The loss by this fire is roughly estimated at $150,000….
The Mercury went on to say that four members of the fire companies and four members of the First Regiment State Troops were injured.
The Courier ran this story on column 2 of the front page (apart from the main story of the bombardment on column 1):
Large fire: At an early hour Friday morning, fire broke out in the three story brick building North side of Broad street near Church owned by and adjoining the large grocery of Messrs Klinck & Wickenberg & Co. The premises, with the exception of the second story, was formerly occupied by Mr. A.J. Burks as a Printing establishment. The second story was used by J.B. Campbell and J. Nathan, Esq’s., as Law offices. The fire communicated to the adjoining building on the East, the lower story formerly kept by B. Ford as a boot and shoe story, and the upper stories as Law offices by Messrs. Brown & Porter and others. The premises were owned by Dr. Jos. S. Inblesby. Those two buildings were entirely consumed.
During the progress of this fire another was discovered at the Southwest corner of Church street and St. Michael’s alley, which destroyed a range of four very old buildings, beside the Charleston Cotton Press, the kitchen and outbuildings attached to the old bathing establishment on Church street, also the building occupied by the German Turner’s Association as a Hall situated in the area between Church and Meeting Streets, belonging to Mr. J. J. McLean.
The house of Mrs. Ann M. Brown, No. 43 Tradd street, sustained some damage by the shingles igniting and burning the roof.
The residence of Mr. A.J. Burks, No. 39 Tradd street, also took fire several times, but was extinguished without material damage.
A house on the North side of Tradd street, near Meeting, was also on fire, but was extinguished with trifling damage.
Perhaps the Courier‘s reporters were more diligent in their work? Still we see the main details from the two newspaper accounts match, for the most part, with that of Rhett. Particularly in regard to places and the major fires. The minor fires, reported by the Courier, were certainly something a military observer would dismiss as unimportant.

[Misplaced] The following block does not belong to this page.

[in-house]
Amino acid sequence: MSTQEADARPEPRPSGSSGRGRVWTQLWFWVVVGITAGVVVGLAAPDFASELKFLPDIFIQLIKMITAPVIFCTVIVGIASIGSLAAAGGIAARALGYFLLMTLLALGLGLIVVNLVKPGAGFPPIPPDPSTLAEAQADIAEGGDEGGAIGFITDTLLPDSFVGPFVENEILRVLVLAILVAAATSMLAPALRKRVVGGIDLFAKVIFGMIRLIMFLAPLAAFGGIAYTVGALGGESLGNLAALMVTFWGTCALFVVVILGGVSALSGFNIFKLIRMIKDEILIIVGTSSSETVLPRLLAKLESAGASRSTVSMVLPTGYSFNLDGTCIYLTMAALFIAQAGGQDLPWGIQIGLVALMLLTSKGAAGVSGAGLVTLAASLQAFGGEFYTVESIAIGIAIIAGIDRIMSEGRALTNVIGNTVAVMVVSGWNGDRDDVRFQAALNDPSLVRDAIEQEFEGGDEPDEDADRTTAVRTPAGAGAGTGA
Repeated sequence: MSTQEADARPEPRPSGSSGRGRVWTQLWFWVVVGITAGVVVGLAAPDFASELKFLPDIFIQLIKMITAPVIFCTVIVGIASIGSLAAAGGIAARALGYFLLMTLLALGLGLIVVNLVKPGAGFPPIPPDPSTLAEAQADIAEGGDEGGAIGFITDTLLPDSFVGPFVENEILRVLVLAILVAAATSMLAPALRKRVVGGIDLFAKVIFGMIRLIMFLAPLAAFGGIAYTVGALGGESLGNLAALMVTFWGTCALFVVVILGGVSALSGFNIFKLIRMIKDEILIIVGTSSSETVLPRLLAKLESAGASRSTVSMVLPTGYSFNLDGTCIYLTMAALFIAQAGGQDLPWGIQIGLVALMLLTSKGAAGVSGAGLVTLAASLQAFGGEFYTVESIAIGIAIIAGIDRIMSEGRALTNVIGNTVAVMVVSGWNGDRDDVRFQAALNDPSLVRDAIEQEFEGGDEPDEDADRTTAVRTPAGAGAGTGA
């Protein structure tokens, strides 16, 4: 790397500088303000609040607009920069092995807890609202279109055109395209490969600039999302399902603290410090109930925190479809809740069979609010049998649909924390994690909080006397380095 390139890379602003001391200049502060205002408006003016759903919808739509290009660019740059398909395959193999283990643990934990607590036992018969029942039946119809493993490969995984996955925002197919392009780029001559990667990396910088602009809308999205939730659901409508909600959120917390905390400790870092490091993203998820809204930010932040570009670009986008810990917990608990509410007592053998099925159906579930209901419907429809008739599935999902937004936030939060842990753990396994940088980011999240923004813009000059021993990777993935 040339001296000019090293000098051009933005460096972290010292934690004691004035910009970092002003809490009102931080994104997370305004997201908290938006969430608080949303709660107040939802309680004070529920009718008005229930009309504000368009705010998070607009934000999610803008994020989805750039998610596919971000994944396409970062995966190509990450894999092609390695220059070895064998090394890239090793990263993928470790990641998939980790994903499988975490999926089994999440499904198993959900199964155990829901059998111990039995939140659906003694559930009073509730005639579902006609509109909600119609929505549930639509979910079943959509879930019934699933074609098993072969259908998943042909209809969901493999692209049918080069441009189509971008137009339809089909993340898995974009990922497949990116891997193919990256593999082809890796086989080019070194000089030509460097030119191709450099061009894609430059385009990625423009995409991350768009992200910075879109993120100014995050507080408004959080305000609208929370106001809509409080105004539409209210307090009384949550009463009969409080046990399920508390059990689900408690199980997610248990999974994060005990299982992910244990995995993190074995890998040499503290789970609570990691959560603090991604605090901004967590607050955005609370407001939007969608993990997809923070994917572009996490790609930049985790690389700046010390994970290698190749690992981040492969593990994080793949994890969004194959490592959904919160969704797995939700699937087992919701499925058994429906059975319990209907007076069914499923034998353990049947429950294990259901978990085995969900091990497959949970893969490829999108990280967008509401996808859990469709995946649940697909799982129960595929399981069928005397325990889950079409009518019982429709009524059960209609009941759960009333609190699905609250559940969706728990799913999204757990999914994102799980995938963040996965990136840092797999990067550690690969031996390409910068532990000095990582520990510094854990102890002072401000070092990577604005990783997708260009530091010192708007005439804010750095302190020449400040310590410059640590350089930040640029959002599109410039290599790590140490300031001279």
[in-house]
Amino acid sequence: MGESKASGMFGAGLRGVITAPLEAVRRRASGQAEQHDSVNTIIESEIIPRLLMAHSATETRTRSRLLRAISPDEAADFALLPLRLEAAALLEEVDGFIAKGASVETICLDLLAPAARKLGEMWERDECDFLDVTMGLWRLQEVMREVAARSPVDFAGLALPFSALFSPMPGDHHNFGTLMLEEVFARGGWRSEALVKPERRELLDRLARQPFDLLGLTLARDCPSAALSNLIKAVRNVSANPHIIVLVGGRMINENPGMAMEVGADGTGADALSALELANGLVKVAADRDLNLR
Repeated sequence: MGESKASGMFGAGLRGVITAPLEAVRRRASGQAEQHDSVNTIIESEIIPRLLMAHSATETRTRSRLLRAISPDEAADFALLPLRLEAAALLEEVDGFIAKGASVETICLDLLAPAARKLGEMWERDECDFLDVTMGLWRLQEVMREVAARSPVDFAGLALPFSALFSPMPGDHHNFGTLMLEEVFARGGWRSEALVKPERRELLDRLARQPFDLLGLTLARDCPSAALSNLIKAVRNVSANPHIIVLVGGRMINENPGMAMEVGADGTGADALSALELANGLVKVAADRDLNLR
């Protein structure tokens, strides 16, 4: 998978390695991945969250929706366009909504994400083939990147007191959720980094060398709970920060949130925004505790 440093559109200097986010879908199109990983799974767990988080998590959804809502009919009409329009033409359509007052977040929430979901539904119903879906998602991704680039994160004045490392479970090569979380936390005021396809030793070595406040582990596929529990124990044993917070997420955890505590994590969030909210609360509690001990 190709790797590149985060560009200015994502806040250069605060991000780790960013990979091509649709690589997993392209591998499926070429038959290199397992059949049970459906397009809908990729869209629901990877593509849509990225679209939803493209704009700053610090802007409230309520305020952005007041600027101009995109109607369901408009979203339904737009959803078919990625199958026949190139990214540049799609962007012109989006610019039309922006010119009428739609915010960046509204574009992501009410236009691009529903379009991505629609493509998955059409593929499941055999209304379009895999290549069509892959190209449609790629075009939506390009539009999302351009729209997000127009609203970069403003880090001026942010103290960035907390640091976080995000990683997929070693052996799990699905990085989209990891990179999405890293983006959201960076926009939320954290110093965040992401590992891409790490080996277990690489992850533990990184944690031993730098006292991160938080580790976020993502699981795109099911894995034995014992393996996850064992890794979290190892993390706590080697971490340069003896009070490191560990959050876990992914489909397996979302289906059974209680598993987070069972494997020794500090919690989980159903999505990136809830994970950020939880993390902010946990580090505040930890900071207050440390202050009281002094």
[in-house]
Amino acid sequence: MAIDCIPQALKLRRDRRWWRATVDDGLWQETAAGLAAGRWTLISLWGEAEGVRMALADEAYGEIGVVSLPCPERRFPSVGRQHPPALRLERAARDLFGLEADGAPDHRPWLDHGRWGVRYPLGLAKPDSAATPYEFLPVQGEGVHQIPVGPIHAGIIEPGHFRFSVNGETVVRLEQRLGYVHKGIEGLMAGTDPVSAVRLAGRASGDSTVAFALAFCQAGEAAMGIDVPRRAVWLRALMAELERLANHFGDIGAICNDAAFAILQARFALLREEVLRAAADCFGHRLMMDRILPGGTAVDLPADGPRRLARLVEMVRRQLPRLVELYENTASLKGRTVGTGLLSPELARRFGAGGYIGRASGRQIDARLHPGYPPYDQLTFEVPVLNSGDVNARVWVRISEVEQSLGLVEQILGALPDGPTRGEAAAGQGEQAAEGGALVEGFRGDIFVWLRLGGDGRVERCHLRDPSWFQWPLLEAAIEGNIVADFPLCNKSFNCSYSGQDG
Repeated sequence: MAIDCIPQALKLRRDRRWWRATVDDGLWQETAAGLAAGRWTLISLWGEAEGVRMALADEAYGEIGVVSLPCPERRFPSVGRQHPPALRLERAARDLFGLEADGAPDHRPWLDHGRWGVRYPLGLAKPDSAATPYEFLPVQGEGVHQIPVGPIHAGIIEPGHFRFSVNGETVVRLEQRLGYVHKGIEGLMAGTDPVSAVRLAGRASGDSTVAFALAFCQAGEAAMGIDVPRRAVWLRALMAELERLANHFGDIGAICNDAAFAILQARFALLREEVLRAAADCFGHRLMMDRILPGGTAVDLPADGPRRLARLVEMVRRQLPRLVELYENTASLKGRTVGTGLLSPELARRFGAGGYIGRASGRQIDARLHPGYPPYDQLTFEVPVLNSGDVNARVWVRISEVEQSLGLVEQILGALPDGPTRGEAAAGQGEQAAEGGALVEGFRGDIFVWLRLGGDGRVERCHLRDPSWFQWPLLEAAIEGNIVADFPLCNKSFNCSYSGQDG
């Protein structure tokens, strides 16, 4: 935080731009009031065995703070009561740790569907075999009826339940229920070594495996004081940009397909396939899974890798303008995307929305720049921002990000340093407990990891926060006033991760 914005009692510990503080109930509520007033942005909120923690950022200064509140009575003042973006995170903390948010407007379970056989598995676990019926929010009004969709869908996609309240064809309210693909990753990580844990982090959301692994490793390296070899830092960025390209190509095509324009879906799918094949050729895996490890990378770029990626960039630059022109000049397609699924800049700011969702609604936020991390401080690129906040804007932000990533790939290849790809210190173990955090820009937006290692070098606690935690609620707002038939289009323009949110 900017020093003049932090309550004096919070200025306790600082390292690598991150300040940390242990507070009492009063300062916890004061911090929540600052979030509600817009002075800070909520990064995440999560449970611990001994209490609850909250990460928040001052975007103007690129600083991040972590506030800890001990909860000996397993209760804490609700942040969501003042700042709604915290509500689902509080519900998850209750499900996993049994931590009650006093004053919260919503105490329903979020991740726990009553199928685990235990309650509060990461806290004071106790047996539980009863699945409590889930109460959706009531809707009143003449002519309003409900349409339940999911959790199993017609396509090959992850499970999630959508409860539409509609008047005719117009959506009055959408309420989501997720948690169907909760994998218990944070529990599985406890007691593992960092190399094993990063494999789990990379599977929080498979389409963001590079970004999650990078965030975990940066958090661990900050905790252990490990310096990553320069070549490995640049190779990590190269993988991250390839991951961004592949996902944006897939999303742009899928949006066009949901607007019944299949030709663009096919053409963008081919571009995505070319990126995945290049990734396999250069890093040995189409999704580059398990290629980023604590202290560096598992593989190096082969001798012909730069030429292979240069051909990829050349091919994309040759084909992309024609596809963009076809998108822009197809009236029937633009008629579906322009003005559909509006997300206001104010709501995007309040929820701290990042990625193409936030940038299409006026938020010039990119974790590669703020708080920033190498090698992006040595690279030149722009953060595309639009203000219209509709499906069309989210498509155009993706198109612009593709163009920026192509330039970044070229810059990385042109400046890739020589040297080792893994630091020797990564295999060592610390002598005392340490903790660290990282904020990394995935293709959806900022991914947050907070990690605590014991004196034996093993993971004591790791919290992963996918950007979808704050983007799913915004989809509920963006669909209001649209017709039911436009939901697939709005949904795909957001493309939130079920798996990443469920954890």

The firm of Klinck & Wickenberg seem to have suffered the most loss in the fire – that of a three story building. And I would be remiss if not mentioning that firm provided supplies to the Confederate army throughout the war. As evidenced by this receipt:
Brandy, whiskey, sherry, and port wine? No wonder the place caught fire so easily!
And I’m sure those were “medical supplies”… right.
All kidding aside, Klinck, Wickenberg & Co. also provided supplies purchased specifically for production of torpedoes. Thus, if all the cards were laid face up on the table, I’m certain Major-General Quincy Gilmore would call it a legitimate target of war.
The main point I’d make here is that neither paper stated, as a fact, the fires were the result of Federal shells. Both simply indicated the fires broke out. No preface of “while the Yankees were shelling” or the like. And I find that interesting.
However, there is a situational context. Consider that anything printed in Charleston would end up across the picket lines in a few days, as part of the normal exchanges between soldiers. So the newspapers, and Confederate authorities, had to be aware these stories provided valuable intelligence to the enemy. That said, might the disassociation of the fires from the shelling be the result of “operational security” measures? As the Federals were using special incendiary shells, should the fires be directly linked to the bombardment that would impart a measure of conformation to pondering minds on Morris Island.
Before we go too far with that, I’d mention that just days later the newspapers ran a full listing of all important offices in Charleston. That listing included addresses of General P.G.T. Beauregard’s headquarters along with most of his staff. And with that, we might well dismiss any worry on the part of Confederate authorities that valuable information was disclosed in the newspapers!
Still an interesting play here with the manner of reporting.
(Citations from OR, Series I, Volume 28, Part I, Serial 46, pages 684-5 and Serial 47, pages 580-1; Charleston Daily Courier, Monday, December 28, 1863, page 1 column 4; Charleston Mercury, Monday, December 28, 1863, page 2 column 2)